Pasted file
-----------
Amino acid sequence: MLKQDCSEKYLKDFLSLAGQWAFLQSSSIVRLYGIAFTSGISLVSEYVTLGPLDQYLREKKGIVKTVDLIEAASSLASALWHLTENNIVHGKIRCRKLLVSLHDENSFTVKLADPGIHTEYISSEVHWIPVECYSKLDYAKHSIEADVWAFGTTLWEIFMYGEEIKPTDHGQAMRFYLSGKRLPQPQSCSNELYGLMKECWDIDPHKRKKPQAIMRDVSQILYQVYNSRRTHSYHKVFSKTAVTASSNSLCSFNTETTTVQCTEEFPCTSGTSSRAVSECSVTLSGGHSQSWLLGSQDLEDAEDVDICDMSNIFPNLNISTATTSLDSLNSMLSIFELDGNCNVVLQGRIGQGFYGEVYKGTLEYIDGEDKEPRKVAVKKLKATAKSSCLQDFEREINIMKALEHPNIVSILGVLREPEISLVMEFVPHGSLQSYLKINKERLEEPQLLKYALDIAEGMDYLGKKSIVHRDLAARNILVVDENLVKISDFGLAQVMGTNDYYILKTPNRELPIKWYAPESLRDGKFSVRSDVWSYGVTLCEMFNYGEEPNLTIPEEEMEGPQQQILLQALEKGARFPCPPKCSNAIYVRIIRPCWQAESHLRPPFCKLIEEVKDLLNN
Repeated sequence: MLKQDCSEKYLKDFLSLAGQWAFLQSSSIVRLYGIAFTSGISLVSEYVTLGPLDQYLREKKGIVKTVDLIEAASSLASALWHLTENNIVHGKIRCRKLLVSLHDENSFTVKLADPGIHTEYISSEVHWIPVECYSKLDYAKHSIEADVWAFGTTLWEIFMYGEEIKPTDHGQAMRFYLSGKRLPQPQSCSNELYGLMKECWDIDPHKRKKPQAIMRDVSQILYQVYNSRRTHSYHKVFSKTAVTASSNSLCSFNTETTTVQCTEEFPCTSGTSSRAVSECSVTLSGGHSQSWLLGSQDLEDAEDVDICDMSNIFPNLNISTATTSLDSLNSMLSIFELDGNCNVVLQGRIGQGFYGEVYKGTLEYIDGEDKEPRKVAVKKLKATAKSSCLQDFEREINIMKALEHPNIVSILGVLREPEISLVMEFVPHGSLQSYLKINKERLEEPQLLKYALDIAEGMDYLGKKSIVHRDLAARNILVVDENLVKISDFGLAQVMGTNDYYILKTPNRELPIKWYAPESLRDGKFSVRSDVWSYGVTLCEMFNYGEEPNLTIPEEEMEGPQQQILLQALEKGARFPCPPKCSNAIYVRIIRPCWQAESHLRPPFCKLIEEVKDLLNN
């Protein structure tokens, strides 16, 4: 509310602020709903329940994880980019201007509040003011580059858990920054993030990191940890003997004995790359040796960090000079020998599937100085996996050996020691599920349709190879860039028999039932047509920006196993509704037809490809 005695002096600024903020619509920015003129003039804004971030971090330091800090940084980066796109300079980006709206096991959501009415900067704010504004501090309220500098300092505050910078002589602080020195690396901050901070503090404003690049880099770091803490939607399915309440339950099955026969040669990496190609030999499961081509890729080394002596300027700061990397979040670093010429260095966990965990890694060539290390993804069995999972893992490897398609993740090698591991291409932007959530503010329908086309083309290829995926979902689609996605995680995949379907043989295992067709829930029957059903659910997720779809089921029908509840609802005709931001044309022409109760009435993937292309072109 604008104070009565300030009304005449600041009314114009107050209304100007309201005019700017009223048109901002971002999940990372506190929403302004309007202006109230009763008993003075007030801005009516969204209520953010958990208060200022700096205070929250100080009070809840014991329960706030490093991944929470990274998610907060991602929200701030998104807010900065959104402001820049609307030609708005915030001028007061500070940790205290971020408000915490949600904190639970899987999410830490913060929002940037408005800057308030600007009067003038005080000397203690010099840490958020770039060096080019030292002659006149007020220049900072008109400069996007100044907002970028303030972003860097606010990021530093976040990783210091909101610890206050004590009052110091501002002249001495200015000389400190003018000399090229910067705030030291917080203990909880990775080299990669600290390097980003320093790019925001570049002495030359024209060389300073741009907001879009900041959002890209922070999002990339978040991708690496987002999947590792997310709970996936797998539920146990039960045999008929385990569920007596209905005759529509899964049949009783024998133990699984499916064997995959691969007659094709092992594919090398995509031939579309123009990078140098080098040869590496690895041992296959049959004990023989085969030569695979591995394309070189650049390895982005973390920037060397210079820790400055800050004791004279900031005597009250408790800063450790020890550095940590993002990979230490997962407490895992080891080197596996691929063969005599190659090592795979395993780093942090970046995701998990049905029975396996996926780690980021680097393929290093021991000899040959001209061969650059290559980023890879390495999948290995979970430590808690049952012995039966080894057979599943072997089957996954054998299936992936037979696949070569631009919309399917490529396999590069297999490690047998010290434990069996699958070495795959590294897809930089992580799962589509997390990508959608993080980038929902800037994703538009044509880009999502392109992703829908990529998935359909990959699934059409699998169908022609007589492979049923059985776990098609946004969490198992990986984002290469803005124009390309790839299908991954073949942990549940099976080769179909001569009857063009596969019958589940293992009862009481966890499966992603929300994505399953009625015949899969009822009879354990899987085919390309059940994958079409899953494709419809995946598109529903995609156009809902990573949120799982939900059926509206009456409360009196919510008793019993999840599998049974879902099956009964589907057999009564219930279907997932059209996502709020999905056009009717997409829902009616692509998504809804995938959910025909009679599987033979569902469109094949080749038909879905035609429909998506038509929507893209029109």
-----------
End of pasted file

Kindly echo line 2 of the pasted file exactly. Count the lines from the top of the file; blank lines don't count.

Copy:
Repeated sequence: MLKQDCSEKYLKDFLSLAGQWAFLQSSSIVRLYGIAFTSGISLVSEYVTLGPLDQYLREKKGIVKTVDLIEAASSLASALWHLTENNIVHGKIRCRKLLVSLHDENSFTVKLADPGIHTEYISSEVHWIPVECYSKLDYAKHSIEADVWAFGTTLWEIFMYGEEIKPTDHGQAMRFYLSGKRLPQPQSCSNELYGLMKECWDIDPHKRKKPQAIMRDVSQILYQVYNSRRTHSYHKVFSKTAVTASSNSLCSFNTETTTVQCTEEFPCTSGTSSRAVSECSVTLSGGHSQSWLLGSQDLEDAEDVDICDMSNIFPNLNISTATTSLDSLNSMLSIFELDGNCNVVLQGRIGQGFYGEVYKGTLEYIDGEDKEPRKVAVKKLKATAKSSCLQDFEREINIMKALEHPNIVSILGVLREPEISLVMEFVPHGSLQSYLKINKERLEEPQLLKYALDIAEGMDYLGKKSIVHRDLAARNILVVDENLVKISDFGLAQVMGTNDYYILKTPNRELPIKWYAPESLRDGKFSVRSDVWSYGVTLCEMFNYGEEPNLTIPEEEMEGPQQQILLQALEKGARFPCPPKCSNAIYVRIIRPCWQAESHLRPPFCKLIEEVKDLLNN